SubMenus: MLP Glossary
Small molecules, often with molecular weights of 500 or below, have proven to be extremely important to researchers to explore function at the molecular, cellular, and in vivo level. Such molecules have also been proven to be valuable for treating diseases, and most medicines marketed today are from this class. A key challenge is to identify small molecules effective at modulating a given biological process or disease state.
The Molecular Libraries Roadmap, through one of its components, the Molecular Libraries Probe Production Centers Network (MLPCN), offers biomedical researchers access to the large-scale screening capacity, along with medicinal chemistry and informatics necessary to identify chemical probes to study the functions of genes, cells, and biochemical pathways. This will lead to new ways to explore the functions of genes and signaling pathways in health and disease.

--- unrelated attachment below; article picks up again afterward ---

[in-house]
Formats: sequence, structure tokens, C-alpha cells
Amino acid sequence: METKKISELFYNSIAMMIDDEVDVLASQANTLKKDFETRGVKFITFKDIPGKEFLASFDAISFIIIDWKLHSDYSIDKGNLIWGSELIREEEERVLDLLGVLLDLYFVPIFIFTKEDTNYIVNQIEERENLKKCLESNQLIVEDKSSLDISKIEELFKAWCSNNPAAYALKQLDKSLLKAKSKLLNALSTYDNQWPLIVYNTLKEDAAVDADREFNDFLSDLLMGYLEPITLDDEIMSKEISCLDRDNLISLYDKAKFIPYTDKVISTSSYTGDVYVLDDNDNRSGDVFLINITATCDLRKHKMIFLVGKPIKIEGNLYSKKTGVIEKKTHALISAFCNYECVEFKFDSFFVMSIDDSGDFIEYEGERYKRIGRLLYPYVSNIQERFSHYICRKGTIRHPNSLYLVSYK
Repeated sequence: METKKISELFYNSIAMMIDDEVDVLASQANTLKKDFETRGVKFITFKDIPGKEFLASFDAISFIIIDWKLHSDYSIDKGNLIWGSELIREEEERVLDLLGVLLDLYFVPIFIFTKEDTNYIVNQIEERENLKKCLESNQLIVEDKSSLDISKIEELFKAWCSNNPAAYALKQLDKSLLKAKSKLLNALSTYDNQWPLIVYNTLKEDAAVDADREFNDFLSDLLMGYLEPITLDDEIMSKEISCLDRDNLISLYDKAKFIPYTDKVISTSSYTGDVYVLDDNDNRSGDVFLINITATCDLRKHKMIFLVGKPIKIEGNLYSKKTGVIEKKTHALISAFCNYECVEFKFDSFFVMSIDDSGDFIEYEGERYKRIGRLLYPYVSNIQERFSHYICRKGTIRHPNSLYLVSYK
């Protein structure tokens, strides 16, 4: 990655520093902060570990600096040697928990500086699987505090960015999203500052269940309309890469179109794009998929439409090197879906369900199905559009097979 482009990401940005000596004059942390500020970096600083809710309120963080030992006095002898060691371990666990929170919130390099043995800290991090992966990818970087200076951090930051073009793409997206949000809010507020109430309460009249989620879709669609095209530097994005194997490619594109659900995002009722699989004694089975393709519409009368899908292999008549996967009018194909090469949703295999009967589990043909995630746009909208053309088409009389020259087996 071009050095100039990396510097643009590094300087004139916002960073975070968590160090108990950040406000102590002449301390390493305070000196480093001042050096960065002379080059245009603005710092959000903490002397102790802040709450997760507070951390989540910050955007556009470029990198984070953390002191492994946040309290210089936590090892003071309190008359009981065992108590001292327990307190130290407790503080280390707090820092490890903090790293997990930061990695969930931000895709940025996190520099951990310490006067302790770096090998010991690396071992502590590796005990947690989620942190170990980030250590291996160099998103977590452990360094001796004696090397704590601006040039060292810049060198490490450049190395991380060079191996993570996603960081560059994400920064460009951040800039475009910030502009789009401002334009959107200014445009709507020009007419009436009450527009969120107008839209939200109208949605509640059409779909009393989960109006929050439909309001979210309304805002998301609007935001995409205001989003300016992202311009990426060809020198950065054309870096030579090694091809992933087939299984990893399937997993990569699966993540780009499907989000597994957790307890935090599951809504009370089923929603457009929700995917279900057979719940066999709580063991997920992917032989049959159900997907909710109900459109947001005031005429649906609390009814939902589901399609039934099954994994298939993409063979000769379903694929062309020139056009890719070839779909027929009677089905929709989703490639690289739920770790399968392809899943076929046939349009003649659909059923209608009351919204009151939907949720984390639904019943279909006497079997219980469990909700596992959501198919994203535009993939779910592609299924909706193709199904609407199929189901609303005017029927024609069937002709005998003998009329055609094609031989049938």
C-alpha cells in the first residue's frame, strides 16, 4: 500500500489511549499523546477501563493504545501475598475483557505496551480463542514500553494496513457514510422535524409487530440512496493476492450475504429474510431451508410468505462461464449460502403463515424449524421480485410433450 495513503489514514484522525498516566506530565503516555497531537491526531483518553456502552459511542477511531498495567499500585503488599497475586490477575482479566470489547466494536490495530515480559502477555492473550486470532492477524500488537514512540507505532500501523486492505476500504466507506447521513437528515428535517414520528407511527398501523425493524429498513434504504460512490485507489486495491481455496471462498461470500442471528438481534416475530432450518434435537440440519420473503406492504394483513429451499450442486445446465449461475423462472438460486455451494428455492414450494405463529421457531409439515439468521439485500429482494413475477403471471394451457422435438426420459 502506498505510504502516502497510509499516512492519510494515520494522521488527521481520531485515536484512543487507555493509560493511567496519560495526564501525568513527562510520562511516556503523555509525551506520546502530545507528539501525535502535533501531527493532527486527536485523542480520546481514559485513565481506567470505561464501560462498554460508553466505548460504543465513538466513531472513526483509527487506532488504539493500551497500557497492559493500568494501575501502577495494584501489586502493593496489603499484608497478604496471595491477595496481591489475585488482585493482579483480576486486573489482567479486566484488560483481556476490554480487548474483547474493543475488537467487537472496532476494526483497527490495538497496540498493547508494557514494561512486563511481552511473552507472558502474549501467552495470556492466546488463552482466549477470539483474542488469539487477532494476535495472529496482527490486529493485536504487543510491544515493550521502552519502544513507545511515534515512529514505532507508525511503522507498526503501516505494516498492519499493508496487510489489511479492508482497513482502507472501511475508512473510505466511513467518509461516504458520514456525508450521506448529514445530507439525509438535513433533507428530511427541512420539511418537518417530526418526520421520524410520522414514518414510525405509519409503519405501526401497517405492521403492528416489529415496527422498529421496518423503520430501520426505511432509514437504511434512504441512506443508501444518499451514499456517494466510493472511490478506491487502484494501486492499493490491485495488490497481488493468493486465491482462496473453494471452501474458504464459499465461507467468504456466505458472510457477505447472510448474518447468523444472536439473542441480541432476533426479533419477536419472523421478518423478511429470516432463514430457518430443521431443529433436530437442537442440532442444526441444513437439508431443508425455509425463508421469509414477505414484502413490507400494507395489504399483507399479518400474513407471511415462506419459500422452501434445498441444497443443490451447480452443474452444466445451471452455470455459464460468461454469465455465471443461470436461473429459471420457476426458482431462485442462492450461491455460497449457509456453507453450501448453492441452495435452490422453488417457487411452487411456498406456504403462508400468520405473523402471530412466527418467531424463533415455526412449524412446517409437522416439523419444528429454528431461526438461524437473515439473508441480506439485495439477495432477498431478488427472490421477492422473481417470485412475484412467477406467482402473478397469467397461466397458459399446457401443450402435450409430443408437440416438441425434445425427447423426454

NIH anticipates that these projects will also facilitate the development of new drugs, by providing early stage chemical compounds that will enable researchers in the public and private sectors to validate new drug targets, which could then move into the drug-development pipeline. This is particularly true for rare diseases, which may not be attractive for development by the private sector.
You can find a glossary of terms used in the Molecular Libraries Program (MLP) here.
The capacity for High Throughput Screening has been built within the pharmaceutical and biotechnology sectors for the purposes of drug development over the last ten years, but similar resources have not existed in the public sector. The Molecular Libraries Program offers public sector biomedical researchers access to the large-scale screening capacity necessary to identify small molecules that can be optimized as chemical probes to study the functions of genes, cells, and biochemical pathways. This will lead to new ways to explore the functions of genes and signaling pathways in health and disease. As these HTS Technologies were not previously available to the public sector, many investigators may not be familiar with the components and requirements of high throughput screening.